(SOUNDBITE OF ARCHIVED RECORDING)

JOE BIDEN: Two hundred sixty thousand Americans and counting. It's divided us, angered us, set us against one another. I know the country has grown weary of the fight. We need to remember we're at war with a virus, not with one another, not with each other.

KHALID: You know, David, he talked about how hard it is for families to forego traditional Thanksgiving celebrations, but that it's what's needed in this moment.

GREENE: Well, then we also did hear from President Trump, I mean, talking to reporters for the first time since the election, sounds like - what? - not a concession but maybe getting closer to accepting reality?

KHALID: That's right. You know, for the first time, President Trump explicitly did say that he will leave the White House if the Electoral College votes for Joe Biden.

(SOUNDBITE OF ARCHIVED RECORDING)

PRESIDENT DONALD TRUMP: Certainly, I will. Certainly, I will. And you know that. But I think that there will be a lot of things happening between now and the 20 of January - a lot of things.

KHALID: And, you know, he didn't say what those lot of things were. But I will say that he continues to push his legal team and continues to push these baseless allegations of voter fraud. There really is no route for him to overturn the election results. So at this point, you know, it feels largely like rhetoric, nothing that's going to actually be able to change the outcome.

GREENE: All right. NPR's Asma Khalid. Asma, thank you so much.

KHALID: You're welcome.

GREENE: All right. Now, in terms of what President-elect Biden is going to focus on once he is in office, he's made it pretty clear that protecting civil rights is going to be a big priority.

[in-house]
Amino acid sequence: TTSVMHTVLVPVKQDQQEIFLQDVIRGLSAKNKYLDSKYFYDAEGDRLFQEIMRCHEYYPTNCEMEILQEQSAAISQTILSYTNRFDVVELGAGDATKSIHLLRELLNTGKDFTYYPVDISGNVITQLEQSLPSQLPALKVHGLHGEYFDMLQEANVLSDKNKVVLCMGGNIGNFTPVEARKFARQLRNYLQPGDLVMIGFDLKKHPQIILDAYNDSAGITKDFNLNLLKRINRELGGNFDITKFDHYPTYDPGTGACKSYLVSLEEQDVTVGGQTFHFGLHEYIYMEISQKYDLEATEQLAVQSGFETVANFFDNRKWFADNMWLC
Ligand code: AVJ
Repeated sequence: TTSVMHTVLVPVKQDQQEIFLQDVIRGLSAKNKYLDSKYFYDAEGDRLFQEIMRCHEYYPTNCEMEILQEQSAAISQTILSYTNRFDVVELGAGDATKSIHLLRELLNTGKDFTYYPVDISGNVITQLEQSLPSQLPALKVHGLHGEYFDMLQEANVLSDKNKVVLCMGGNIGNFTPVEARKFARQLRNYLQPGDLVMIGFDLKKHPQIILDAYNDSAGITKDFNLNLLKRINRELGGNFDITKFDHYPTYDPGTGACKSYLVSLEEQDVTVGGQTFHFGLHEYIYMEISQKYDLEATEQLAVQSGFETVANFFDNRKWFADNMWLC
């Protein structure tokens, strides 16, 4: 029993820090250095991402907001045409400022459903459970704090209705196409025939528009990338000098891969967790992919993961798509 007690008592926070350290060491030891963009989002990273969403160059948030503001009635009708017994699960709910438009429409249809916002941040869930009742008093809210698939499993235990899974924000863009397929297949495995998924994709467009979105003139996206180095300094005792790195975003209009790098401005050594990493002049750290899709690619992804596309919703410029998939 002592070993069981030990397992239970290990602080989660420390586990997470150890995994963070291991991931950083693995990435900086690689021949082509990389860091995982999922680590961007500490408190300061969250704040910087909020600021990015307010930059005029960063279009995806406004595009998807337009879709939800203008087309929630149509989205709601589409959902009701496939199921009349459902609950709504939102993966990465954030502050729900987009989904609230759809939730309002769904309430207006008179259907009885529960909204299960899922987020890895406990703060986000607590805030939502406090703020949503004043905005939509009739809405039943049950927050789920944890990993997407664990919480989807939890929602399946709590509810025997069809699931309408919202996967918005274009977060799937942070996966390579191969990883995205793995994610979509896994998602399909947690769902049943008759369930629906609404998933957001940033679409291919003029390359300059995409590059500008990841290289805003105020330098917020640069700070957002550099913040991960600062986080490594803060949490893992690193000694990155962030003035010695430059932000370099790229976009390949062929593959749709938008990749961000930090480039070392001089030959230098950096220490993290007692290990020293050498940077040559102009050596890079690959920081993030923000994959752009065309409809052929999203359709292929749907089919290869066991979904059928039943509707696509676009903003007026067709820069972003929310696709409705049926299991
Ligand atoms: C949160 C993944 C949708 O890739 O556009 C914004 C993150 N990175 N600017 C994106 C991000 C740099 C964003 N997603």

INSKEEP: And civil rights activists say he has some work to do. President Trump set the tone early in his administration when he relayed this message to law enforcement.

(SOUNDBITE OF ARCHIVED RECORDING)

TRUMP: I said, please don't be too nice. Like, when you guys put somebody in the car and you're protecting their head, you know, the way you put the hand over - like, don't hit their head. And they've just killed somebody. Don't hit their head. I said, you can take the hand away, OK?

INSKEEP: The president also limited options for police oversight.

GREENE: All right. Let's bring in NPR's Carrie Johnson to look ahead with us to a Biden administration and talk about Donald Trump's legacy when it comes to civil rights. Good morning, Carrie.

CARRIE JOHNSON, BYLINE: Good morning, David.

GREENE: So I know you've been talking to people in the justice community asking them about what this president's legacy is as we look back over the last four years.

JOHNSON: I put that question to Kristy Parker, a former Justice Department prosecutor. Here's how she responded.

KRISTY PARKER: Where I think we see a real fall down by this administration and a purposeful one is in prosecutions of police officers who do their work, you know, out on the streets.

JOHNSON: Sources are telling me it's not just cases against individual cops who break the law. Justice Department veterans say there's been a retreat on another front - that's investigating entire police departments for patterns or practice of discrimination. Jonathan Smith used to run that unit at DOJ. Here's what he told me.